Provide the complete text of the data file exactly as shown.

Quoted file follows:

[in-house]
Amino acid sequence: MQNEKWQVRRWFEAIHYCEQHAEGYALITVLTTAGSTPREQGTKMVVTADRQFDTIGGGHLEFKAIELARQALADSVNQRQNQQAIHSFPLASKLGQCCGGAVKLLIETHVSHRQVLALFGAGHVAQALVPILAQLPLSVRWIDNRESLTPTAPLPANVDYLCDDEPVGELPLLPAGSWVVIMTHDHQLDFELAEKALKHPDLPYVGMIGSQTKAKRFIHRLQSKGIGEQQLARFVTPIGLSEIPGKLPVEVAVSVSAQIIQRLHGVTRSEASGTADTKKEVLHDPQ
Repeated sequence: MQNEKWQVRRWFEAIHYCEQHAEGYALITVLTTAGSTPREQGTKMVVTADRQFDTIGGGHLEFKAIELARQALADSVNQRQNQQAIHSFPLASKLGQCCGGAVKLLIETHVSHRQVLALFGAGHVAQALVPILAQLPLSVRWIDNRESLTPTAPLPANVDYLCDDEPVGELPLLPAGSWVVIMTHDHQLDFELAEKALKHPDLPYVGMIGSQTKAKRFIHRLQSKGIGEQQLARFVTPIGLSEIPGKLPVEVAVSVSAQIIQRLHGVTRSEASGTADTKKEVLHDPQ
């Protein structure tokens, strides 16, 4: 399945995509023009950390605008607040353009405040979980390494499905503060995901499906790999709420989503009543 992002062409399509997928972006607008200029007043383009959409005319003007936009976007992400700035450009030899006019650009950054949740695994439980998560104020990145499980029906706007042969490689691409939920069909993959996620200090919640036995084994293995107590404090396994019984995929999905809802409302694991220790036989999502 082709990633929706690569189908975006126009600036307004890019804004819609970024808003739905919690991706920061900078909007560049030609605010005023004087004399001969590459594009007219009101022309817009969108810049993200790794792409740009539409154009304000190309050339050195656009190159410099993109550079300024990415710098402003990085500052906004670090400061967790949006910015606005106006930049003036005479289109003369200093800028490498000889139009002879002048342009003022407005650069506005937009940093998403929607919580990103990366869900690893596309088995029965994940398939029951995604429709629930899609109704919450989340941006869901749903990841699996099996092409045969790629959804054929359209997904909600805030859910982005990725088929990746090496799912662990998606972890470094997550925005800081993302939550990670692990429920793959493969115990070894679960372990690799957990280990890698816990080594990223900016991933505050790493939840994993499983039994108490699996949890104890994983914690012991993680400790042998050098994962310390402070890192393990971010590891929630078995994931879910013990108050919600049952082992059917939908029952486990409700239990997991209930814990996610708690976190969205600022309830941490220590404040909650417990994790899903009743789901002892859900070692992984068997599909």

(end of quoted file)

[in-house]
Amino acid sequence: MQNEKWQVRRWFEAIHYCEQHAEGYALITVLTTAGSTPREQGTKMVVTADRQFDTIGGGHLEFKAIELARQALADSVNQRQNQQAIHSFPLASKLGQCCGGAVKLLIETHVSHRQVLALFGAGHVAQALVPILAQLPLSVRWIDNRESLTPTAPLPANVDYLCDDEPVGELPLLPAGSWVVIMTHDHQLDFELAEKALKHPDLPYVGMIGSQTKAKRFIHRLQSKGIGEQQLARFVTPIGLSEIPGKLPVEVAVSVSAQIIQRLHGVTRSEASGTADTKKEVLHDPQ
Repeated sequence: MQNEKWQVRRWFEAIHYCEQHAEGYALITVLTTAGSTPREQGTKMVVTADRQFDTIGGGHLEFKAIELARQALADSVNQRQNQQAIHSFPLASKLGQCCGGAVKLLIETHVSHRQVLALFGAGHVAQALVPILAQLPLSVRWIDNRESLTPTAPLPANVDYLCDDEPVGELPLLPAGSWVVIMTHDHQLDFELAEKALKHPDLPYVGMIGSQTKAKRFIHRLQSKGIGEQQLARFVTPIGLSEIPGKLPVEVAVSVSAQIIQRLHGVTRSEASGTADTKKEVLHDPQ
């Protein structure tokens, strides 16, 4: 399945995509023009950390605008607040353009405040979980390494499905503060995901499906790999709420989503009543 992002062409399509997928972006607008200029007043383009959409005319003007936009976007992400700035450009030899006019650009950054949740695994439980998560104020990145499980029906706007042969490689691409939920069909993959996620200090919640036995084994293995107590404090396994019984995929999905809802409302694991220790036989999502 082709990633929706690569189908975006126009600036307004890019804004819609970024808003739905919690991706920061900078909007560049030609605010005023004087004399001969590459594009007219009101022309817009969108810049993200790794792409740009539409154009304000190309050339050195656009190159410099993109550079300024990415710098402003990085500052906004670090400061967790949006910015606005106006930049003036005479289109003369200093800028490498000889139009002879002048342009003022407005650069506005937009940093998403929607919580990103990366869900690893596309088995029965994940398939029951995604429709629930899609109704919450989340941006869901749903990841699996099996092409045969790629959804054929359209997904909600805030859910982005990725088929990746090496799912662990998606972890470094997550925005800081993302939550990670692990429920793959493969115990070894679960372990690799957990280990890698816990080594990223900016991933505050790493939840994993499983039994108490699996949890104890994983914690012991993680400790042998050098994962310390402070890192393990971010590891929630078995994931879910013990108050919600049952082992059917939908029952486990409700239990997991209930814990996610708690976190969205600022309830941490220590404040909650417990994790899903009743789901002892859900070692992984068997599909």